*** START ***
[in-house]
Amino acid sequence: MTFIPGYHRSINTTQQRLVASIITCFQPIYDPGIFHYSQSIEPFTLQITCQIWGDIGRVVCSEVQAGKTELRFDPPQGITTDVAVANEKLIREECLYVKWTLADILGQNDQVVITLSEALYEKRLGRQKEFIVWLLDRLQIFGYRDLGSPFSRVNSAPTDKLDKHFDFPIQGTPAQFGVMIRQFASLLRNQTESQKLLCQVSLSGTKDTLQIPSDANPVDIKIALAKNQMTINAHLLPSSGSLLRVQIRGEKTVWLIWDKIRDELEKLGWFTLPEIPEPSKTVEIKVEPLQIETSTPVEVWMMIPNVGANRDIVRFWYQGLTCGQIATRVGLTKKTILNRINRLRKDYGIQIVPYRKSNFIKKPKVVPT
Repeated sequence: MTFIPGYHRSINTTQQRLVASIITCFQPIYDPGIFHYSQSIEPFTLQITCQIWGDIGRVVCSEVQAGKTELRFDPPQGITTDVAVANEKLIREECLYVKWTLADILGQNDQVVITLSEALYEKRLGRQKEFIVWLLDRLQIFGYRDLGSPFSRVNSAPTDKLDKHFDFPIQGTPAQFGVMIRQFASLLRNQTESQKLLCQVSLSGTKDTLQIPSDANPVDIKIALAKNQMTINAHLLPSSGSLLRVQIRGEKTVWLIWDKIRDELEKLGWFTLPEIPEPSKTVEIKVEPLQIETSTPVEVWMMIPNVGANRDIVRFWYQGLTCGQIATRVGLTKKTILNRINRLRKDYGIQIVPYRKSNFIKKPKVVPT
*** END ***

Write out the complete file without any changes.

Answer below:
[in-house]
Amino acid sequence: MTFIPGYHRSINTTQQRLVASIITCFQPIYDPGIFHYSQSIEPFTLQITCQIWGDIGRVVCSEVQAGKTELRFDPPQGITTDVAVANEKLIREECLYVKWTLADILGQNDQVVITLSEALYEKRLGRQKEFIVWLLDRLQIFGYRDLGSPFSRVNSAPTDKLDKHFDFPIQGTPAQFGVMIRQFASLLRNQTESQKLLCQVSLSGTKDTLQIPSDANPVDIKIALAKNQMTINAHLLPSSGSLLRVQIRGEKTVWLIWDKIRDELEKLGWFTLPEIPEPSKTVEIKVEPLQIETSTPVEVWMMIPNVGANRDIVRFWYQGLTCGQIATRVGLTKKTILNRINRLRKDYGIQIVPYRKSNFIKKPKVVPT
Repeated sequence: MTFIPGYHRSINTTQQRLVASIITCFQPIYDPGIFHYSQSIEPFTLQITCQIWGDIGRVVCSEVQAGKTELRFDPPQGITTDVAVANEKLIREECLYVKWTLADILGQNDQVVITLSEALYEKRLGRQKEFIVWLLDRLQIFGYRDLGSPFSRVNSAPTDKLDKHFDFPIQGTPAQFGVMIRQFASLLRNQTESQKLLCQVSLSGTKDTLQIPSDANPVDIKIALAKNQMTINAHLLPSSGSLLRVQIRGEKTVWLIWDKIRDELEKLGWFTLPEIPEPSKTVEIKVEPLQIETSTPVEVWMMIPNVGANRDIVRFWYQGLTCGQIATRVGLTKKTILNRINRLRKDYGIQIVPYRKSNFIKKPKVVPT